Why this Course?
This course has been inspired by the work being done with respect to platform strategy and creating shared value.
I believe that these two topics if fully understood can change the ways corporations do business and how society views capitalism and big business. By harnessing the power of these two disruptive ideas, it is possible to uplift humanity and reduce inequality. The two emergent ideas are more relevant to the world more than ever as they emphasize on scaling best practices for doing business with one another in a profitable yet responsible way.
Business executives across the world realize that not empowering their current and potential customers is the biggest business risk of them all. It is refreshing to hear business executives talking about doing business responsibly and using this newfound honour to create value that is mutually beneficial to the communities they operate in and their companies.
It is no longer enough to simply deliver value to shareholders at the expense of employees, the environment and every other actor. The time when business took an “Us and Them” position is over, in order to solve the wicked problems bedevelling our planet we have to be united and use all our resources to contibute to lasting solutions.
Time and again, business has proven to be the best at creating value. Now is the time to harness the value creation power of corporations to change the world for the better.
Increasingly investors, consumers and employees are calling on corporations to offer innovative and scalable solutions to the world’s most pressing challenges in a way that delivers societal value and contributes to the bottom line. So how does that happen? What’s the difference between CSR activities and shared value? What conditions are needed for shared value activities to thrive? How can the ethos of shared value be optimized by platforms? How do we measure success?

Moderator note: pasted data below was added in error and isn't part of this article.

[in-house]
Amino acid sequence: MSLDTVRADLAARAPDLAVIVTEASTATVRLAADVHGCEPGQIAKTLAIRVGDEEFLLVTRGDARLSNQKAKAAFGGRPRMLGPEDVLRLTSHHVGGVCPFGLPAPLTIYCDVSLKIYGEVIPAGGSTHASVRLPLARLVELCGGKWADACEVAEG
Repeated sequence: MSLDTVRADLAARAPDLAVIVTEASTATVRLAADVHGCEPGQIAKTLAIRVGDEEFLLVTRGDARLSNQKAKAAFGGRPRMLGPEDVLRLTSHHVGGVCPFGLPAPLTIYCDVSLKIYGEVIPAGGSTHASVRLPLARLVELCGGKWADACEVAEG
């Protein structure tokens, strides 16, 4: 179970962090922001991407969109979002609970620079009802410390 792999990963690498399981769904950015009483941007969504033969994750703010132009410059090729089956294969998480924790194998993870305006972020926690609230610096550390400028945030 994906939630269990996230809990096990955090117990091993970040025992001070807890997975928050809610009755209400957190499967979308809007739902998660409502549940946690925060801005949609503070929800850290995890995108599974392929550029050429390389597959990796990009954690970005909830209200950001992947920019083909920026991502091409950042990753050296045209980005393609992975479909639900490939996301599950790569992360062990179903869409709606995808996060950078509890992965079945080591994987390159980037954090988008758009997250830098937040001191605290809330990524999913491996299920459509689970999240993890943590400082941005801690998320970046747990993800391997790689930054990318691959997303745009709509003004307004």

What does the course offer?
Platform Strategy for Creating Shared Value offers an overview of the platform strategy driven shared value concept and provides a discussion forum and activities that will give you the knowledge and tools needed to:
- Define platform businesses and predict where in your industry they might arise.
- Check if your business is a platform or not.
- Understand the basics of platform architecture, purpose, and design for optimal value exchange.
- Learn how platforms are defining new innovative pricing models.
- Design free pricing strategies that are profitable.
- Address transition barriers that firms face in trying to organize themselves as platforms.
- Anticipate mental model misconceptions from using a product perspective.
- Develop strategies for launching new platforms when critical mass is important.
- Learn how to open a business model for scalability.
- Recognize and compete in winner-take-all markets.
- Predict unexpected sources of competition.
- Identify how shared value initiatives fit into your company’s existing societal engagement activities.
- Recognize the right opportunity to leverage a company’s assets and capabilities to both solve societal challenges and promote growth.
- Rethink partnership opportunities to advance shared value.